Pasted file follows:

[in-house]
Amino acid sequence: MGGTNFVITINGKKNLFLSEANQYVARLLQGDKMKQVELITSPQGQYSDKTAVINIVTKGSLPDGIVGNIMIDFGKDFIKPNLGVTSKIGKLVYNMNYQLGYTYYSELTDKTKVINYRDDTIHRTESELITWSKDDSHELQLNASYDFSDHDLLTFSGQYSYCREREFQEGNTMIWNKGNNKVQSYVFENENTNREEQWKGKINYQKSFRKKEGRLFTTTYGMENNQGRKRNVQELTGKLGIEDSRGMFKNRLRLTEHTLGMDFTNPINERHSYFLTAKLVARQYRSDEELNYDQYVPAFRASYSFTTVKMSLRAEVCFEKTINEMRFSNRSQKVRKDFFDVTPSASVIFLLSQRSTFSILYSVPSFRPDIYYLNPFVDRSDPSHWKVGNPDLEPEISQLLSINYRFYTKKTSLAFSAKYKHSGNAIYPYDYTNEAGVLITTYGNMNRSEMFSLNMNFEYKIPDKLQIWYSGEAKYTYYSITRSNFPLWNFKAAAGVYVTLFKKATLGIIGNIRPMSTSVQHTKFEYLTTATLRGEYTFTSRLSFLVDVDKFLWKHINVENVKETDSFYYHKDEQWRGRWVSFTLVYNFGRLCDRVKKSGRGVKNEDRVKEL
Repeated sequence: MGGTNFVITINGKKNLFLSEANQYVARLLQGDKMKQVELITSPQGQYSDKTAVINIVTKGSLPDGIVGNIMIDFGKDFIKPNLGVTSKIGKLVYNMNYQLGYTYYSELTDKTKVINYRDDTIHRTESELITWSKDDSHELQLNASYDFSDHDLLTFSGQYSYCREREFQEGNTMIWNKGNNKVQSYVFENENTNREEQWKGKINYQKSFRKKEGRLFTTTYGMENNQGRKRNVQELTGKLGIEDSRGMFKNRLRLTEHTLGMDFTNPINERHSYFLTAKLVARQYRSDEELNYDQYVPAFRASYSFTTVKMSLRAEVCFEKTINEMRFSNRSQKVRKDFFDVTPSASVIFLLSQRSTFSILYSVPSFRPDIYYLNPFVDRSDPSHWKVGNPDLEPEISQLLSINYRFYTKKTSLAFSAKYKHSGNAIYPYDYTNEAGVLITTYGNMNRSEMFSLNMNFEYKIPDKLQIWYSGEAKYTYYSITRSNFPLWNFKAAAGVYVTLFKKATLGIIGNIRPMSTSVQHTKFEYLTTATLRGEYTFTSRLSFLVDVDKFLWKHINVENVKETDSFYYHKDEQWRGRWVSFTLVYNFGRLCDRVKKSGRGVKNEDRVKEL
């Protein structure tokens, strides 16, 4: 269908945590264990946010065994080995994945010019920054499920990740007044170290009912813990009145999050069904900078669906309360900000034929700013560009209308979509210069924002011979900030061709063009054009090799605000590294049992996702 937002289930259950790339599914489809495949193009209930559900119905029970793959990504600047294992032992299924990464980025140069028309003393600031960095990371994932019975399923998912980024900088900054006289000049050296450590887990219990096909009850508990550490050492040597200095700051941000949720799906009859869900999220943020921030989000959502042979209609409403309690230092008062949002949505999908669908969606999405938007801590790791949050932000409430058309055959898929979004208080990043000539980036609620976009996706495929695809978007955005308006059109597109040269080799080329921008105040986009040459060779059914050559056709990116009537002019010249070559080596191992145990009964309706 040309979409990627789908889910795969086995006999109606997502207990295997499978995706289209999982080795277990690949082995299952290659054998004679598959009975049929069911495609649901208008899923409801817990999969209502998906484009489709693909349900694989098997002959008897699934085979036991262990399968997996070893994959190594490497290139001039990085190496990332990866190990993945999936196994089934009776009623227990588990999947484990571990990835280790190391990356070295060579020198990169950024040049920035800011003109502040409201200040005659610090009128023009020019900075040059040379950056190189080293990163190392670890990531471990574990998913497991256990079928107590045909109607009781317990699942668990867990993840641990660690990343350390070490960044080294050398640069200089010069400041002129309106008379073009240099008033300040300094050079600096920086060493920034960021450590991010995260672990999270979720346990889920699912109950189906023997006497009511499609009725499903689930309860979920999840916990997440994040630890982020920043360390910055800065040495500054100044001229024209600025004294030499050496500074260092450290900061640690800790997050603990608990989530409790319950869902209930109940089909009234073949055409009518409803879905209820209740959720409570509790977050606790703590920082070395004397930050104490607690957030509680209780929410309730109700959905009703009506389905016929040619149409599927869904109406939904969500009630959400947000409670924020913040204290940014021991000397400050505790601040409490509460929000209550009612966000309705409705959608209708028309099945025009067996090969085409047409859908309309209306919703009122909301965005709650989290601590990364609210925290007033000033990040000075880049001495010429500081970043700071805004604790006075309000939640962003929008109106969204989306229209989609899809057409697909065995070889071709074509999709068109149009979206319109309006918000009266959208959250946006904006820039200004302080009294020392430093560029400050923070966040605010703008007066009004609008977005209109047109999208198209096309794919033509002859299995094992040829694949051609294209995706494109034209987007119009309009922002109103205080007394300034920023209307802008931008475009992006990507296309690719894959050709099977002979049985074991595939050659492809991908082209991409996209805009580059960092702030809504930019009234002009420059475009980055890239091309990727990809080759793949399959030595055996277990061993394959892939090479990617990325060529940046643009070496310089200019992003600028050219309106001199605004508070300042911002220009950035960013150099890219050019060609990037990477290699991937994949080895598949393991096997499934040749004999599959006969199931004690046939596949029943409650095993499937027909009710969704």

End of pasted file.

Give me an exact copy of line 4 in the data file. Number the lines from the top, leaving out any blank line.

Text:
């Protein structure tokens, strides 16, 4: 269908945590264990946010065994080995994945010019920054499920990740007044170290009912813990009145999050069904900078669906309360900000034929700013560009209308979509210069924002011979900030061709063009054009090799605000590294049992996702 937002289930259950790339599914489809495949193009209930559900119905029970793959990504600047294992032992299924990464980025140069028309003393600031960095990371994932019975399923998912980024900088900054006289000049050296450590887990219990096909009850508990550490050492040597200095700051941000949720799906009859869900999220943020921030989000959502042979209609409403309690230092008062949002949505999908669908969606999405938007801590790791949050932000409430058309055959898929979004208080990043000539980036609620976009996706495929695809978007955005308006059109597109040269080799080329921008105040986009040459060779059914050559056709990116009537002019010249070559080596191992145990009964309706 040309979409990627789908889910795969086995006999109606997502207990295997499978995706289209999982080795277990690949082995299952290659054998004679598959009975049929069911495609649901208008899923409801817990999969209502998906484009489709693909349900694989098997002959008897699934085979036991262990399968997996070893994959190594490497290139001039990085190496990332990866190990993945999936196994089934009776009623227990588990999947484990571990990835280790190391990356070295060579020198990169950024040049920035800011003109502040409201200040005659610090009128023009020019900075040059040379950056190189080293990163190392670890990531471990574990998913497991256990079928107590045909109607009781317990699942668990867990993840641990660690990343350390070490960044080294050398640069200089010069400041002129309106008379073009240099008033300040300094050079600096920086060493920034960021450590991010995260672990999270979720346990889920699912109950189906023997006497009511499609009725499903689930309860979920999840916990997440994040630890982020920043360390910055800065040495500054100044001229024209600025004294030499050496500074260092450290900061640690800790997050603990608990989530409790319950869902209930109940089909009234073949055409009518409803879905209820209740959720409570509790977050606790703590920082070395004397930050104490607690957030509680209780929410309730109700959905009703009506389905016929040619149409599927869904109406939904969500009630959400947000409670924020913040204290940014021991000397400050505790601040409490509460929000209550009612966000309705409705959608209708028309099945025009067996090969085409047409859908309309209306919703009122909301965005709650989290601590990364609210925290007033000033990040000075880049001495010429500081970043700071805004604790006075309000939640962003929008109106969204989306229209989609899809057409697909065995070889071709074509999709068109149009979206319109309006918000009266959208959250946006904006820039200004302080009294020392430093560029400050923070966040605010703008007066009004609008977005209109047109999208198209096309794919033509002859299995094992040829694949051609294209995706494109034209987007119009309009922002109103205080007394300034920023209307802008931008475009992006990507296309690719894959050709099977002979049985074991595939050659492809991908082209991409996209805009580059960092702030809504930019009234002009420059475009980055890239091309990727990809080759793949399959030595055996277990061993394959892939090479990617990325060529940046643009070496310089200019992003600028050219309106001199605004508070300042911002220009950035960013150099890219050019060609990037990477290699991937994949080895598949393991096997499934040749004999599959006969199931004690046939596949029943409650095993499937027909009710969704």